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PIL for 4% quota: SC seeks replies from Centre, states and others on reservation for disabled in district judiciary

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New Delhi: The Supreme Court on Monday sought responses from the Centre, states, UTs and all high courts on a PIL seeking reliefs including four per cent reservation in judicial appointments in district judiciary for persons with disabilities (PwD), as mandated under a 2016 law.

The PIL also sought directions to the Centre and others to “set right” the existing judicial services rules for appointment of judicial officers as per the law pertaining to rights of persons with disabilities (PwD).

A bench comprising Chief Justice D Y Chandrachud and justices JB Pardiwala and Manoj Misra took note of the submissions of senior advocate Sanjay Parikh, appearing for the two PIL petitioners, that persons with disabilities are not getting their due in the appointment of judicial officers as mandated under the Rights of Persons with Disabilities (RPwD) Act, 2016.

The 2016 legislation is a special law that has been enacted to give effect to the UN Convention of Rights of Persons with Disabilities, in particular the principles laid down there for their empowerment, besides various legal provisions to promote non-discrimination and equality.

The legislature thought it fit that the reservation for PwD shall not be less than four per cent under the statutory provision, the plea, filed through lawyer Shashank Singh, said.

The PIL has been filed by Renga Ramanujam and Summaiya Khan, residents of Noida in Uttar Pradesh and Bangalore, respectively.

“The Petitioners are constrained to file the present petition seeking directions from this Hon’ble Court to the Respondents to set right or streamline the existing judicial services rules of different states/ High Courts for appointment of judges to the District/Lower judiciary under PwD Quota as per the mandate of Section 34 read with 33 of the Rights of persons with disabilities Act 2016,” it said.

Section 34 of the Act mandates a reservation of not less than 4 per cent for “Persons with Benchmark Disabilities (PwD)” in government establishments, including the appointment of judges to the district/lower judiciary, the senior lawyer said.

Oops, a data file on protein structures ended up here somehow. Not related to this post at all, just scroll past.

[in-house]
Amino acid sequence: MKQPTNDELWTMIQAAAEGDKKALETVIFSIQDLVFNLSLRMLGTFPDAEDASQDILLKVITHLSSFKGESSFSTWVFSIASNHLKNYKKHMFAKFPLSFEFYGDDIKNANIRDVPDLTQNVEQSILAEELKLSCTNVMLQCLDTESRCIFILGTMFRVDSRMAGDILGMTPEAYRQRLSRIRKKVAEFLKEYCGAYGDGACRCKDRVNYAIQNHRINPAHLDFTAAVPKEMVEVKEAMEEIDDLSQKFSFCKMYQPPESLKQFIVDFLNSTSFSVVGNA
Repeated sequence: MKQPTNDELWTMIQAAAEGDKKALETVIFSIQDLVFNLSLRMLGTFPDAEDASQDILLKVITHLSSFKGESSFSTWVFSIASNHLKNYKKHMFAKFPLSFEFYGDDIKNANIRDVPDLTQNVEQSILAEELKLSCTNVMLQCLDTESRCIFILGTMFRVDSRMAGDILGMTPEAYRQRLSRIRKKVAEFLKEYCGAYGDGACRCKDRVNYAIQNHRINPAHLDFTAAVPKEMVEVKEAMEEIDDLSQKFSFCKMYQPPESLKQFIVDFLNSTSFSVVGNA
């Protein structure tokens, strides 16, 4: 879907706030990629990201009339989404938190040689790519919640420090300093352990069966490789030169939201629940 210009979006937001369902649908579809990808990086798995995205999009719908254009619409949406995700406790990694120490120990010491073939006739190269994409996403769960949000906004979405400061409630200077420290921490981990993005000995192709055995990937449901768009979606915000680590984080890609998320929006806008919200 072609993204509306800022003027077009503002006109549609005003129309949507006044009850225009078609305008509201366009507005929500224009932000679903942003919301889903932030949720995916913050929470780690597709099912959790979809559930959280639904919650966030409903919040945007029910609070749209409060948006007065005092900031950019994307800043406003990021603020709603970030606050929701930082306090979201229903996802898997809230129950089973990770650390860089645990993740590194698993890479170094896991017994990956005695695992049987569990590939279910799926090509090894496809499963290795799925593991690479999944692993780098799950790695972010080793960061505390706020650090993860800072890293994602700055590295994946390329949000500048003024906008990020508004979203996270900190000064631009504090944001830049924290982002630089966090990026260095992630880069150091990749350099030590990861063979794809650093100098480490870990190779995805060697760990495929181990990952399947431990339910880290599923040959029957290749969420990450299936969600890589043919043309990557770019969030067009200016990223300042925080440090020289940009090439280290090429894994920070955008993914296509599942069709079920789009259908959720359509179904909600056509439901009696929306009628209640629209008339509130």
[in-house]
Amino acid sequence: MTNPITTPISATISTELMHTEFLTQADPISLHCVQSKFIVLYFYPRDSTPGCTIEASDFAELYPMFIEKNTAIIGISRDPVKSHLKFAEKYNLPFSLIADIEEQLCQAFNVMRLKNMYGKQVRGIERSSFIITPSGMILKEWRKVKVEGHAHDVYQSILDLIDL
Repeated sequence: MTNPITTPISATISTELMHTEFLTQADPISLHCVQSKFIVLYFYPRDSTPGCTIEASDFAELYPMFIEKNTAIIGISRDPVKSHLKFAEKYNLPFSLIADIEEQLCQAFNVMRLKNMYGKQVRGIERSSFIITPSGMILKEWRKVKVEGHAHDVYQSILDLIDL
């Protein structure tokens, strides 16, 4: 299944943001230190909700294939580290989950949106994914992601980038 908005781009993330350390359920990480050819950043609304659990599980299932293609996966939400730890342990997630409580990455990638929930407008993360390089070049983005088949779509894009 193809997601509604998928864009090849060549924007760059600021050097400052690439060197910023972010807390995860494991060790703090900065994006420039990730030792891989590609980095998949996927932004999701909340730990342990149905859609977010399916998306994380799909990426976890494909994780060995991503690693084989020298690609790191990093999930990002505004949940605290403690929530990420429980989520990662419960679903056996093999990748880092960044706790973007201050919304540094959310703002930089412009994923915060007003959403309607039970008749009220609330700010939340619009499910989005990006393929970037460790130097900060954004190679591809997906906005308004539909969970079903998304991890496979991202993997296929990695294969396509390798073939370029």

The PIL referred to several alleged contraventions of the law in different states. It said the process excludes those with specified disabilities from appearing for examinations for appointment as judges, violating their fundamental rights.

“There is also a violation of the 4% reservation mandate for Persons with Benchmark Disabilities, as defined under Section 2(r) of the Act…The Chief Commissioner/State Commissioner has not been consulted for decisions about which disabilities are to be excluded, as required by Section 34 read with Section 33 of the Act,” the plea said.

It said there were “inconsistencies in the reservation percentages among different states”, with some states providing less than four per cent reservation and excluding persons with benchmark disabilities.

“These discrepancies in the appointment of judicial officers result in the denial of adequate representation for persons with disabilities in the judicial services. The existing judicial services rules of different states are not only ultra vires the Act but also violative of articles 14, 19, and 21 of the Constitution,” it said.

The plea sought framing of service rules in different states in line with the provisions of the Act, ensuring equality and non-discrimination.

“These rules should be uniform and should not arbitrarily exclude persons with disabilities, even if their disability does not conflict with the judicial functions discharged by the judicial officers,” it said.

The PIL said the quota for PwD in judicial appointments in the lower judiciary should be not less than four per cent as mandated under section 34 of the Act.

“Issue a writ of mandamus or any other appropriate writ declaring that the exclusion of any specified/benchmark disability under the RPwD Act by High Courts/State Governments/Union Territories, which does not align with Section 34 of the RPwD Act, is arbitrary, discriminatory, illegal, and violative of Section 34/33 of the Act as well as Articles 14, 16, 19, and 21 of the Constitution,” it said.

It sought a direction from the top court on appointment of an expert body to examine and bring uniformity to the rules that exist in “every High Court/State/ Union Territory in relation to persons with disabilities for appointment in the District Judiciary.”

It said exclusion of a particular disability should be based on reasons arrived at after proper examination by experts.

Press Trust of India

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